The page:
Pushing herself to complete her education on the fast track, Tracy graduated in just two years. As she herself admits, completing the program so quickly “was pushing it.” Most students take two and a half years or more to complete the M.B.A. program.

Tracy most appreciated that Colorado State’s distance M.B.A. program (offered through MEU) was virtually identical to an on-campus program. As she explains, “I ‘attended’ the on-campus classes by satellite. I wrote the same papers and sat for the same exams. I know I can feel good about my degree and be proud of my accomplishment.” Tracy was so proud of her M.B.A. that she flew out to Colorado to attend the 1992 graduation ceremonies at Colorado State University.

Would she do it again? “Within a second!” Tracy exclaims without hesitation. “The experience changed my life. Not only did I learn an incredible amount, but I also gained confidence in myself and my abilities.” Best of all, Tracy has since been promoted in recognition of her accomplishment and increased education.

While Tracy is equally enthusiastic about recommending distance education programs to others, she does harbor one reservation. “You need self-discipline,” Tracy warns, “You have to want this enough to come home from a full day’s work and say to yourself: ‘All right! Now I get to go to school!’ because those tapes will sit in a corner for as long as you want.” In retrospect, Tracy ultimately realized that self-determination is an essential part of the curriculum in any distance education program.

Rural Schoolteacher Completes Master’s Degree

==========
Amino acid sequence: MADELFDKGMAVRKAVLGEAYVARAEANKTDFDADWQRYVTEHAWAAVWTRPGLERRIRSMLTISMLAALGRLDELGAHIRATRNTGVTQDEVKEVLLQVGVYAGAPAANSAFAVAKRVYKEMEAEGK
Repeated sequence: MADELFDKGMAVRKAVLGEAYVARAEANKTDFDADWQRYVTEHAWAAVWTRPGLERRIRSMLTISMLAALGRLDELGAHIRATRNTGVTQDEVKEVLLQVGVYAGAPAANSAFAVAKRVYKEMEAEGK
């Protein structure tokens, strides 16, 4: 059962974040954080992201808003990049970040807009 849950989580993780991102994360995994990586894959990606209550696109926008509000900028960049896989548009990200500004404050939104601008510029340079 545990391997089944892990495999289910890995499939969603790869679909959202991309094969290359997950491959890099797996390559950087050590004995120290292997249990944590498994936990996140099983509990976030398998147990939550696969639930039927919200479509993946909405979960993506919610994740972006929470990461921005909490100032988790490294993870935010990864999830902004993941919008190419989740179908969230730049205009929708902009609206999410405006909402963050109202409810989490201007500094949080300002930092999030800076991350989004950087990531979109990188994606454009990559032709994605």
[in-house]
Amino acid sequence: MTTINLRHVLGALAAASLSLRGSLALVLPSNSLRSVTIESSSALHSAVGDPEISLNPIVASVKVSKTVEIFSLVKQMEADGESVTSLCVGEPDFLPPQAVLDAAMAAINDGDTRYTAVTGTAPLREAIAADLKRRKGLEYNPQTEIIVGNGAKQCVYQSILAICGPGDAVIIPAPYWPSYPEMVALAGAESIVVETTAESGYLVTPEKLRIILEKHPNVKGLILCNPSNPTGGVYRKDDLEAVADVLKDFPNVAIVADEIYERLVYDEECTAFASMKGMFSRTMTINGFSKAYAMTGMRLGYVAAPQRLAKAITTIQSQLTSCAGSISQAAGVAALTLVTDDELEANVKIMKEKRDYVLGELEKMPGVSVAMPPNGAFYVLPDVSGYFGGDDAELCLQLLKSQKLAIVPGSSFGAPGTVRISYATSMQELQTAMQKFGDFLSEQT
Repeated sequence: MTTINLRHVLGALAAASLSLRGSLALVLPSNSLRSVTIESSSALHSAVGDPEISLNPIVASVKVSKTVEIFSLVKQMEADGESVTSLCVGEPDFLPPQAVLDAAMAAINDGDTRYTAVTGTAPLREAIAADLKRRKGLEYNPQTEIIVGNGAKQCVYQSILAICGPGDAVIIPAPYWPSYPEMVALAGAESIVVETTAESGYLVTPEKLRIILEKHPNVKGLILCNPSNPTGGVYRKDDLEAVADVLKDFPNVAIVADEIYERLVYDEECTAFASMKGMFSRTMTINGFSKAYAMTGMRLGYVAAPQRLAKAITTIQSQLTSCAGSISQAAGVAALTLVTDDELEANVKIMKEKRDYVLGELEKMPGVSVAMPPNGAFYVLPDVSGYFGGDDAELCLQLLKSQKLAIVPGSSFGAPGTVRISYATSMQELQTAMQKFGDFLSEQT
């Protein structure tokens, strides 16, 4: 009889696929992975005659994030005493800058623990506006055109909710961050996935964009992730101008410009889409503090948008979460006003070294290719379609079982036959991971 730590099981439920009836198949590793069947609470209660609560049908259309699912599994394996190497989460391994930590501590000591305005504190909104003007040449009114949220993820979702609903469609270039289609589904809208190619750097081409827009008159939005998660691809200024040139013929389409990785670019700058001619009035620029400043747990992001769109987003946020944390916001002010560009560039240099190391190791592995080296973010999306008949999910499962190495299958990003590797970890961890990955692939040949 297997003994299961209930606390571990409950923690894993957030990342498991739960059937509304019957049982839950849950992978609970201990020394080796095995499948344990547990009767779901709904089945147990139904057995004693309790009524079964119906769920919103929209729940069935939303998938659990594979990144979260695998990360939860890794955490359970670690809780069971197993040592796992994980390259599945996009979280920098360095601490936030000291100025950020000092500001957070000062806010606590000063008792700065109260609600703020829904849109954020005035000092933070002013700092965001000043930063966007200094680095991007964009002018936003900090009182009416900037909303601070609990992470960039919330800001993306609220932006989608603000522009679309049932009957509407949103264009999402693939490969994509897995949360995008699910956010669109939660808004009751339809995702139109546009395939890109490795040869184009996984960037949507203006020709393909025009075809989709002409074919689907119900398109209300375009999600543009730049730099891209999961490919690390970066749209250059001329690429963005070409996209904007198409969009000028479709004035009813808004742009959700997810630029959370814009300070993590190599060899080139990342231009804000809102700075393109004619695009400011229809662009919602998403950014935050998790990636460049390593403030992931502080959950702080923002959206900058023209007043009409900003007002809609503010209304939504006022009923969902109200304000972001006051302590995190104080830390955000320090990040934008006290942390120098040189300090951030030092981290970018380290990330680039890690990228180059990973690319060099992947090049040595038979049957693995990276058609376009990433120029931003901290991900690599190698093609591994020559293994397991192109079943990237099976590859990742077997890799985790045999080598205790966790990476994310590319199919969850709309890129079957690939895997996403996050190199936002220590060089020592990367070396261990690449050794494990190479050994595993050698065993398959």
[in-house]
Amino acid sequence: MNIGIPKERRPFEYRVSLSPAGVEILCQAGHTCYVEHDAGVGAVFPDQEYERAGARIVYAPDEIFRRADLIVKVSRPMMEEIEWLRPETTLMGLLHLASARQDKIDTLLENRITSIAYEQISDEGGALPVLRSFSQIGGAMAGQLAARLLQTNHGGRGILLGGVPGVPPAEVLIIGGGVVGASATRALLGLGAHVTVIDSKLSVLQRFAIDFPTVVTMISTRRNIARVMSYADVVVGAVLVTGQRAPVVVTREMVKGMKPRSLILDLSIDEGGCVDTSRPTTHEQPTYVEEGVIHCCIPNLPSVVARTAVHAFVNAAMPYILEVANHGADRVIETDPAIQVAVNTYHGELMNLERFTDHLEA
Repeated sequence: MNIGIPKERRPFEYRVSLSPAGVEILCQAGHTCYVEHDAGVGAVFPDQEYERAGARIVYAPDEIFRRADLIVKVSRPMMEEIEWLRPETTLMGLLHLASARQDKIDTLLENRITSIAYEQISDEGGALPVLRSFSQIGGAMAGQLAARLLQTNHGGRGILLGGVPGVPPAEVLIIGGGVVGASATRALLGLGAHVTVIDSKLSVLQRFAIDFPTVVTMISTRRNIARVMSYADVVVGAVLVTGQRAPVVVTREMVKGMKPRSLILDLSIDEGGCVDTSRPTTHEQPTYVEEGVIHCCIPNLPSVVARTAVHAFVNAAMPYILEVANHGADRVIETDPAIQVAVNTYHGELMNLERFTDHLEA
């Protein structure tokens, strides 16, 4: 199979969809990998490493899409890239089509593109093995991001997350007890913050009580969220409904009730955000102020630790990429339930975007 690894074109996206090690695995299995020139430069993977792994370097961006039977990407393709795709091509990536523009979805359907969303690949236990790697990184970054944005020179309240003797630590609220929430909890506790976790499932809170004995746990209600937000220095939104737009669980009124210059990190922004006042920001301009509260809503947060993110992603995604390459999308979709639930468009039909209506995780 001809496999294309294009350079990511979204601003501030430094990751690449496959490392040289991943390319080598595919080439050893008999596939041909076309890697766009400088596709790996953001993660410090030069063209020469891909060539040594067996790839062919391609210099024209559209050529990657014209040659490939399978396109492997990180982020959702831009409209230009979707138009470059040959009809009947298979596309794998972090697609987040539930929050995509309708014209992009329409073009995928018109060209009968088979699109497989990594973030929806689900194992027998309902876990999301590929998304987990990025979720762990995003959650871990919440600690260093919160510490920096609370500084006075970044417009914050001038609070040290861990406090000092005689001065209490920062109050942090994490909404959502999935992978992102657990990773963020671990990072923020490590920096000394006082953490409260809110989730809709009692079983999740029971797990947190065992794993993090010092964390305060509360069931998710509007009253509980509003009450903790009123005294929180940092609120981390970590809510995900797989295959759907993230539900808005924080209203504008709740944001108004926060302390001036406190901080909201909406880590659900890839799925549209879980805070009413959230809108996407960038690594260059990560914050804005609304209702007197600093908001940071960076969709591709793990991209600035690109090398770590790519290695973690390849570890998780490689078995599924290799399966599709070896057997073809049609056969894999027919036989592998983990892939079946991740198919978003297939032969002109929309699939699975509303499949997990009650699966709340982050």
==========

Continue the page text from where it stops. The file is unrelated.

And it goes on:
Susan Lerner is an elementary school teacher at the Hoopa Valley Indian Reservation in Northern California. Like Tracy Smith, Susan also dreamed about continuing her education. When she started thinking about going back to school to receive her Master’s degree, Susan first turned to Humboldt State University. Unfortunately, the school didn’t offer the program she really wanted: a graduate degree in educational technology. Luckily, after some negotiation, H.S.U. finally agreed to let Susan formulate a special program combining their offerings with individualized study.

While she was happy that she would be able to study there, H.S.U. wasn’t exactly offering the ideal program for Susan. As she puts it, “It meant going over a mountain pass in the middle of winter–it still wasn’t really what I wanted.” While Susan was less than enthusiastic, she was still optimistic. “When you live 10 miles outside of Willow Creek, there’s nowhere else to go,” she reasoned practically.

Planning to pursue her education at H.S.U., Susan Lerner received a one year leave of absence from her school district to pursue her Master’s degree. Shortly before beginning her studies, however, Susan’s special degree proposal suddenly fell victim to an H.S.U. budget cut. She now had a year of educational leave, but no way to use it!